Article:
- The Trek 520 is the only touring bike Trek offers
- The 520 has been the stable touring bike for decades
- The 520 may be in danger of being phased out due to decreased demand.
Trek has been making excellent bicycles for years, and their workhorse has been around forever. How good is the Trek 520, and is it worth buying?
The Trek 520 is a touring bicycle that Trek Bicycle has produced since 1983. The Chromoly steel bike has stood the test of time and has been the go-to bike for years for cross-country rides. It is one of the most popular bicycles that Trek has ever made, enjoying brisk sales and a solid following.
In the bicycling community, newcomers often try to promote the latest aerodynamics or advancements as the most revolutionary thing ever introduced. But in a world of constant tweaking, there's something to be said for staying the course. When Trek introduced the 520, the company knew there was a market for enthusiasts interested in more than just recreational cycling. Trek fashioned the 520 Touring bikes in 1983 to be exercised in adventure and exploration. The bike has a solid frame, can handle added gear and weight and gobbles up pavement like there is no tomorrow. Over the years, the 520 Touring bikes have captured the hearts of the bicycling enthusiasts, and Trek has had enough sense not to mess with a good thing.
What Makes the Touring 520 So Special?
For years, Trek has offered the 520 as the ultimate touring bike. It is the only touring bike that Trek offers. What exactly makes the Trek 520 so unique and loved by so many?
The Trek 520 Was Built Very Well
There is a reason that Trek has put so much confidence in the 520, and a lot of it has to do with the way it was built. Even though Trek’s headquarters is located in Waterloo, Wisc., the actual build is performed overseas. The Giant Bike Company makes many Trek units in the far East. (Giant makes bicycles for several companies). The good thing about this consistency is just that. When you make the same bike for years, your workers have an excellent opportunity to get very good at what they are doing.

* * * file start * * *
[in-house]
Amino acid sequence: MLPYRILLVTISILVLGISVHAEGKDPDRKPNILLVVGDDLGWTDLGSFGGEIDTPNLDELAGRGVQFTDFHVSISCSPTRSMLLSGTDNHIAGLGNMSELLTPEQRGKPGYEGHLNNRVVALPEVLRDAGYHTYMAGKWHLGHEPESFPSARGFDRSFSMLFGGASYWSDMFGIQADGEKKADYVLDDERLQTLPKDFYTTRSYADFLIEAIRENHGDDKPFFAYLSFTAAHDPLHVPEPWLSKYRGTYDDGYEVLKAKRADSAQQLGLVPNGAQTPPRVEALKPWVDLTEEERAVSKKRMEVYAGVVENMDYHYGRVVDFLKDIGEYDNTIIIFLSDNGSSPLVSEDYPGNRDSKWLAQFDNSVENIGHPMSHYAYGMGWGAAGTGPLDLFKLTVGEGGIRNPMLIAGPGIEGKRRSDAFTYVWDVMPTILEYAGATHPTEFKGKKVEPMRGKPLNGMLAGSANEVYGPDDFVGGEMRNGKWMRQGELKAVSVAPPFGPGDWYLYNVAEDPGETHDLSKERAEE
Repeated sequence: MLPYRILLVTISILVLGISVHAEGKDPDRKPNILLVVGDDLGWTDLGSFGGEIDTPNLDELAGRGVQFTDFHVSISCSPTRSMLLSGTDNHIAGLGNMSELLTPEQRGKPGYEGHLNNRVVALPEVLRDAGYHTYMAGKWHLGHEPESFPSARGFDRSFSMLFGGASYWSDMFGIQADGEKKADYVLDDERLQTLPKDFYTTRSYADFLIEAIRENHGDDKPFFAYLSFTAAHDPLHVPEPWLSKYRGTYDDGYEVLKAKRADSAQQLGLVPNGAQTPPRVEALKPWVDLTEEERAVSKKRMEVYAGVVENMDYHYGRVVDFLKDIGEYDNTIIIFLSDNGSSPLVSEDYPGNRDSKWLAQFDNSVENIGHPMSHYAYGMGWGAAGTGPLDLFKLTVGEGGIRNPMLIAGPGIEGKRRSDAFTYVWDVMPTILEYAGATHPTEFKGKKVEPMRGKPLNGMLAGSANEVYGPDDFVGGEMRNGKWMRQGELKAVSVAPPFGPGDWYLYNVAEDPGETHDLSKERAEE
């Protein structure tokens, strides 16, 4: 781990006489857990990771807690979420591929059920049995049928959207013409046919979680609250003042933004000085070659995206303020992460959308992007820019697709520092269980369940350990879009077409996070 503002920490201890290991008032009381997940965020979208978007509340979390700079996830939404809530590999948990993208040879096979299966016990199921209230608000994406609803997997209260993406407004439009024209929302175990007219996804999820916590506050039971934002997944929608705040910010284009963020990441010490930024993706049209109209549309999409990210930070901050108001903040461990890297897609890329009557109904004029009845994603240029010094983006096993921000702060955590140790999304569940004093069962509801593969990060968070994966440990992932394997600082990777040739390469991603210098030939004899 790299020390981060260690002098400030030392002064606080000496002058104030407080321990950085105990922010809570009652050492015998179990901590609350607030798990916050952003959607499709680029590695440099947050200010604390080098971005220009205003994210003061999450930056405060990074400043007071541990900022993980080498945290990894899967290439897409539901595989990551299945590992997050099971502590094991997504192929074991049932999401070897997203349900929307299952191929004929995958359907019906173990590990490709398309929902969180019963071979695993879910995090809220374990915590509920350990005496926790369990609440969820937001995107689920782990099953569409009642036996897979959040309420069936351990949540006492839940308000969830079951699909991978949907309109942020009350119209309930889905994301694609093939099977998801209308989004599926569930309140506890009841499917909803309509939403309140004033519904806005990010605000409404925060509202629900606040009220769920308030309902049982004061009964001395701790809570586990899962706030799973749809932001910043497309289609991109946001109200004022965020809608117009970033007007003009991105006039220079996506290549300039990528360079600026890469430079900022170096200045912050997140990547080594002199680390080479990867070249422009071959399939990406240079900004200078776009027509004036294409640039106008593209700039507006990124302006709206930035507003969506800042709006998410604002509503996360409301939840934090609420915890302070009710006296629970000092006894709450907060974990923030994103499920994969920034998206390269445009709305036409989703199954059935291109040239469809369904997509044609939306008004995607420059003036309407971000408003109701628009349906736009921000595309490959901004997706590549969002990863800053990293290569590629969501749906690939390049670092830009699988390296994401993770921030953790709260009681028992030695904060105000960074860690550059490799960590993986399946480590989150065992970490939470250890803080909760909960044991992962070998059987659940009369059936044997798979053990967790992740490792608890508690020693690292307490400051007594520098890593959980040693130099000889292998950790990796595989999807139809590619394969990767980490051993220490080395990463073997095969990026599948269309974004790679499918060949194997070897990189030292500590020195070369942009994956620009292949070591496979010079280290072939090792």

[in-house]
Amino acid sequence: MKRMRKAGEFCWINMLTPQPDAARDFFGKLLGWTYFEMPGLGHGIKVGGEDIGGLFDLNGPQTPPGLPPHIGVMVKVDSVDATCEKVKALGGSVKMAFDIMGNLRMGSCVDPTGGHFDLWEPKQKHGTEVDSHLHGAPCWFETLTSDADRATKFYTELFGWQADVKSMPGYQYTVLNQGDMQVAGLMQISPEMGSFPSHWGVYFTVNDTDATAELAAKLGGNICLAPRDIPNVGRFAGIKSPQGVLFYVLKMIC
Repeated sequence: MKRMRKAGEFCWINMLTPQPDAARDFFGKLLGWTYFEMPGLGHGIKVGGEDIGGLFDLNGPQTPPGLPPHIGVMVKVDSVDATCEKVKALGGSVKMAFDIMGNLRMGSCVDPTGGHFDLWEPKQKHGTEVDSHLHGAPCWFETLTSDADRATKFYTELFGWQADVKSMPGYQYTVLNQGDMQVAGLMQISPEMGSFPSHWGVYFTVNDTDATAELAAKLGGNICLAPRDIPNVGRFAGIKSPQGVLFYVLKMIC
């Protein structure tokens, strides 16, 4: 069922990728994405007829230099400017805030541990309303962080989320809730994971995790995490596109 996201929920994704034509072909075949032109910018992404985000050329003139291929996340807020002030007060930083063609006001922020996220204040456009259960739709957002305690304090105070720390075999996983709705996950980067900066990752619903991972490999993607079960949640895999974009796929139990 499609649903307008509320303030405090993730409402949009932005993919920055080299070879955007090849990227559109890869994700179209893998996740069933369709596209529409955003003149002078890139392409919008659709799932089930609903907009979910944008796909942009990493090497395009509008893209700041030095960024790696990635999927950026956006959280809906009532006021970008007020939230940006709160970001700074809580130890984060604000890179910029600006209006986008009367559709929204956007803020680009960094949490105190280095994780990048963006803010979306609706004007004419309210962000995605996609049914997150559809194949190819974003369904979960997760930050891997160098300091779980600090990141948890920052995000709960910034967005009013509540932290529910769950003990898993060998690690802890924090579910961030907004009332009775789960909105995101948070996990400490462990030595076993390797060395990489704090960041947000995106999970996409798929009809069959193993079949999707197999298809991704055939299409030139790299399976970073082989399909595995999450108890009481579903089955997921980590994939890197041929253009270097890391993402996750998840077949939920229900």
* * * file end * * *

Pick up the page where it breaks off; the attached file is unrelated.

The Chromoly frame is designed to be lighter and stronger than average steel composites. This alloy makes the metal ideal for bicycling frames where weight reduction directly affects speed, and the need for durability is equally essential (multiple uses and strains).
The Trek 520 frame features five different sizes of frames that run from 48 to 60 cm to accommodate different-sized riders’ bodies. Since not every bike rider is the same size or shape, the various sizes are a welcome option for many who have trouble finding a bicycle that fits them correctly. The touring bike has a weight capacity of 275 lbs, which includes equipment and a rider.
The Trek 520 frame can handle rear and front racks, making it ideal for long-distance trips. In addition, the frame has distinct features, such as water bottle or pump mounts. Owners can modify the bike with fenders to keep the mud from slinging up, especially when riding on wet pavement. Many cross-country riders have welcomed the small touches because these add-ons made their rides easier to manage.
In early models of the 520, the fork was also a steel Chromoly, but with recent renditions, the company has shifted to an aluminum alloy. While steel forks can often be too stiff, leading to cracking and disintegration, the aluminum alloy fork allows for more flexibility while handling the abuse from different road surfaces. The design of the ThruScrew allows owners to remove the front tire without unpacking all the gear they were carrying upfront.
The tire is Bontrager Hard-case Ultimate, 700x38c, with the option of growing into a pair of 29 x 2.00-inch tires. The wide tire gives the rider better comfort and can handle the punishment of uneven road surfaces. Since cross-country riders are traveling on the edges of challenging highway roads, the added width is welcome. The company has also included a reflective sidewall to keep cyclists safe.
The 9spd Shimano drivetrain is versatile, and when coupled with Shimano derailleurs (Shimano Alivio M4000 on the rear), the shifting is smooth and easy. While most early renditions of this bike used Shimano Deodre for several years, the company moved to a Shimano Alivio (which some reviews felt was a step down). However, Shimano continues to surprise, and the Alivio is probably one of the best intermediate group sets on the market. Shimano continues to be the big boss of components for cycling, so their parts are easy to secure. Coupled with the lifetime guarantee, the bike can be quickly repaired should something go wrong.
Most of the other components of the bike (handlebars, seat, and the like) are supplied by Bontrager, which Trek owns. Once again, the company can contain costs using its in-house maker of parts.